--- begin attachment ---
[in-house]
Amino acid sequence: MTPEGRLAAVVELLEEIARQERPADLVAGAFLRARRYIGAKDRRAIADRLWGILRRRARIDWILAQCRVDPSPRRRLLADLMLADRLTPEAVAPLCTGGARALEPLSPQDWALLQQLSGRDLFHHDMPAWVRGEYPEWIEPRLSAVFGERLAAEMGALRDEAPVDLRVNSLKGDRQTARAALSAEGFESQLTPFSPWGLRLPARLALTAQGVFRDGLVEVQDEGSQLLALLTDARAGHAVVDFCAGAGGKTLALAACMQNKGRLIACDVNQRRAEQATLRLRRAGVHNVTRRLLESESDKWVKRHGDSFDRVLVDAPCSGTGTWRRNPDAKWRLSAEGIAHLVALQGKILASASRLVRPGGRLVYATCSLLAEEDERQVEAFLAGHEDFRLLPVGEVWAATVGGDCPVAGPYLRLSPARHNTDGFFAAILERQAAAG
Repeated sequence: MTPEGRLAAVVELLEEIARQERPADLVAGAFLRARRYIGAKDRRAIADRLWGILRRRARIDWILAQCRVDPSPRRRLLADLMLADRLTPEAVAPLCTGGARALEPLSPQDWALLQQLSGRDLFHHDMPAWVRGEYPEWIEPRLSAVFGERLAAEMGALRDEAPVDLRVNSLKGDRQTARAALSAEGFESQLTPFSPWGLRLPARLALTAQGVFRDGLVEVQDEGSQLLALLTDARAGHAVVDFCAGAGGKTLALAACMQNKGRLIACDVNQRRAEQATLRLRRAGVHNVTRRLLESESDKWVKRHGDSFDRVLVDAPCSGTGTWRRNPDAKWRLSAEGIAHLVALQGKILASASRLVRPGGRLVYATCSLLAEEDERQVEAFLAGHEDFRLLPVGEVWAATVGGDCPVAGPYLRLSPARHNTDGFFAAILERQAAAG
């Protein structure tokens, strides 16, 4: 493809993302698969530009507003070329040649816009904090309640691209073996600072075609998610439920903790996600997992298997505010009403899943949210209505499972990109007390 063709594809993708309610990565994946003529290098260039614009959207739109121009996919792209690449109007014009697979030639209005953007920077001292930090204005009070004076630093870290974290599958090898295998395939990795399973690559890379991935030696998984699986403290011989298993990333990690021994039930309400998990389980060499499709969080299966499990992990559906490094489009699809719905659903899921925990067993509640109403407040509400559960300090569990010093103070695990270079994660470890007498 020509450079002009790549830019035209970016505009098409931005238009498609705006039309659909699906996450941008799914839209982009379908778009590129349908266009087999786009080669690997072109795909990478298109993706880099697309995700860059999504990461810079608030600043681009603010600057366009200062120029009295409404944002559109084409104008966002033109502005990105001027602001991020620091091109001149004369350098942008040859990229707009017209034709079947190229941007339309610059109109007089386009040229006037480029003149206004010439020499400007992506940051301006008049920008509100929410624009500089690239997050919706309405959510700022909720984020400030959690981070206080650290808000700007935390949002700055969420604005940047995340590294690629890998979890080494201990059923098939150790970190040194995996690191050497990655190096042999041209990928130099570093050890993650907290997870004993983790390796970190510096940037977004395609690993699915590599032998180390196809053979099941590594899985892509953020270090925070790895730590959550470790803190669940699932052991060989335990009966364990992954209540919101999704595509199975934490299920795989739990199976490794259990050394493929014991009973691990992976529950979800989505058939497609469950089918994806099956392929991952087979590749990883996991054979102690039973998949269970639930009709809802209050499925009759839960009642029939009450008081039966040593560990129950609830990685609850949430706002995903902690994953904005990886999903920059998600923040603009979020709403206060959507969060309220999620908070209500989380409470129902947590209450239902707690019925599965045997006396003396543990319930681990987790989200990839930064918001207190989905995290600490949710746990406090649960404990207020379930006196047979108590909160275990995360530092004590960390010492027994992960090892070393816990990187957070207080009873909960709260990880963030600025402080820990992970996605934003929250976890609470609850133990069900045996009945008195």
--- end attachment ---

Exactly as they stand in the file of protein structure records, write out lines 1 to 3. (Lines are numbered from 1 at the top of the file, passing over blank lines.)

[in-house]
Amino acid sequence: MTPEGRLAAVVELLEEIARQERPADLVAGAFLRARRYIGAKDRRAIADRLWGILRRRARIDWILAQCRVDPSPRRRLLADLMLADRLTPEAVAPLCTGGARALEPLSPQDWALLQQLSGRDLFHHDMPAWVRGEYPEWIEPRLSAVFGERLAAEMGALRDEAPVDLRVNSLKGDRQTARAALSAEGFESQLTPFSPWGLRLPARLALTAQGVFRDGLVEVQDEGSQLLALLTDARAGHAVVDFCAGAGGKTLALAACMQNKGRLIACDVNQRRAEQATLRLRRAGVHNVTRRLLESESDKWVKRHGDSFDRVLVDAPCSGTGTWRRNPDAKWRLSAEGIAHLVALQGKILASASRLVRPGGRLVYATCSLLAEEDERQVEAFLAGHEDFRLLPVGEVWAATVGGDCPVAGPYLRLSPARHNTDGFFAAILERQAAAG
Repeated sequence: MTPEGRLAAVVELLEEIARQERPADLVAGAFLRARRYIGAKDRRAIADRLWGILRRRARIDWILAQCRVDPSPRRRLLADLMLADRLTPEAVAPLCTGGARALEPLSPQDWALLQQLSGRDLFHHDMPAWVRGEYPEWIEPRLSAVFGERLAAEMGALRDEAPVDLRVNSLKGDRQTARAALSAEGFESQLTPFSPWGLRLPARLALTAQGVFRDGLVEVQDEGSQLLALLTDARAGHAVVDFCAGAGGKTLALAACMQNKGRLIACDVNQRRAEQATLRLRRAGVHNVTRRLLESESDKWVKRHGDSFDRVLVDAPCSGTGTWRRNPDAKWRLSAEGIAHLVALQGKILASASRLVRPGGRLVYATCSLLAEEDERQVEAFLAGHEDFRLLPVGEVWAATVGGDCPVAGPYLRLSPARHNTDGFFAAILERQAAAG